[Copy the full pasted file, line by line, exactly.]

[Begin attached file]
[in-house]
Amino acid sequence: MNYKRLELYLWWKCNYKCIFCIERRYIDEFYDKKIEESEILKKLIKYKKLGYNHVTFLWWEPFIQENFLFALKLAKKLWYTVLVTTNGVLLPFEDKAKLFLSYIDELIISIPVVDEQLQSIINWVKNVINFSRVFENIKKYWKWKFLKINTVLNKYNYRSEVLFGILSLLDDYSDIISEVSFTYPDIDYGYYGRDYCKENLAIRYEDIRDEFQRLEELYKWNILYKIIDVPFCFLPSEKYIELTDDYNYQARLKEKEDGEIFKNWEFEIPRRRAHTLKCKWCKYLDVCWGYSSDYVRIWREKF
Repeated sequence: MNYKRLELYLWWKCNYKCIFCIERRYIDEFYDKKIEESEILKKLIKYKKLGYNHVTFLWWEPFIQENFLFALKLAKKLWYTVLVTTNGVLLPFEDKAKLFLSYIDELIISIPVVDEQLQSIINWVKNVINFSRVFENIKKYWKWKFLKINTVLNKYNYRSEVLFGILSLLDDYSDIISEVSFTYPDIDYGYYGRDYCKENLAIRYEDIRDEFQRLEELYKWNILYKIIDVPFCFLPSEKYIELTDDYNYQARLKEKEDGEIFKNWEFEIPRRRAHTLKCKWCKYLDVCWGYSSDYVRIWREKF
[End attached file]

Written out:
[in-house]
Amino acid sequence: MNYKRLELYLWWKCNYKCIFCIERRYIDEFYDKKIEESEILKKLIKYKKLGYNHVTFLWWEPFIQENFLFALKLAKKLWYTVLVTTNGVLLPFEDKAKLFLSYIDELIISIPVVDEQLQSIINWVKNVINFSRVFENIKKYWKWKFLKINTVLNKYNYRSEVLFGILSLLDDYSDIISEVSFTYPDIDYGYYGRDYCKENLAIRYEDIRDEFQRLEELYKWNILYKIIDVPFCFLPSEKYIELTDDYNYQARLKEKEDGEIFKNWEFEIPRRRAHTLKCKWCKYLDVCWGYSSDYVRIWREKF
Repeated sequence: MNYKRLELYLWWKCNYKCIFCIERRYIDEFYDKKIEESEILKKLIKYKKLGYNHVTFLWWEPFIQENFLFALKLAKKLWYTVLVTTNGVLLPFEDKAKLFLSYIDELIISIPVVDEQLQSIINWVKNVINFSRVFENIKKYWKWKFLKINTVLNKYNYRSEVLFGILSLLDDYSDIISEVSFTYPDIDYGYYGRDYCKENLAIRYEDIRDEFQRLEELYKWNILYKIIDVPFCFLPSEKYIELTDDYNYQARLKEKEDGEIFKNWEFEIPRRRAHTLKCKWCKYLDVCWGYSSDYVRIWREKF